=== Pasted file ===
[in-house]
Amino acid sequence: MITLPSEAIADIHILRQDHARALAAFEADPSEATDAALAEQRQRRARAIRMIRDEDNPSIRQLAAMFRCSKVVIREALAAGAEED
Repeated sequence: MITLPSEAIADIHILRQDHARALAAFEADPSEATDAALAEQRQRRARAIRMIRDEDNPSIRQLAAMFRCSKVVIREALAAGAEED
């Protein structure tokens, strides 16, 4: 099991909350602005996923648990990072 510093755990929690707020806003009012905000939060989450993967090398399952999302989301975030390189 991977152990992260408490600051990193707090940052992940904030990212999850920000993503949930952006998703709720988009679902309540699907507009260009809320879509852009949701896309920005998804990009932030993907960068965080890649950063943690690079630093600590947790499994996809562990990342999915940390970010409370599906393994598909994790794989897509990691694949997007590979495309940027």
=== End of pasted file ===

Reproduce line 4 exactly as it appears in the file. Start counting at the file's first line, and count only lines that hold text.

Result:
């Protein structure tokens, strides 16, 4: 099991909350602005996923648990990072 510093755990929690707020806003009012905000939060989450993967090398399952999302989301975030390189 991977152990992260408490600051990193707090940052992940904030990212999850920000993503949930952006998703709720988009679902309540699907507009260009809320879509852009949701896309920005998804990009932030993907960068965080890649950063943690690079630093600590947790499994996809562990990342999915940390970010409370599906393994598909994790794989897509990691694949997007590979495309940027």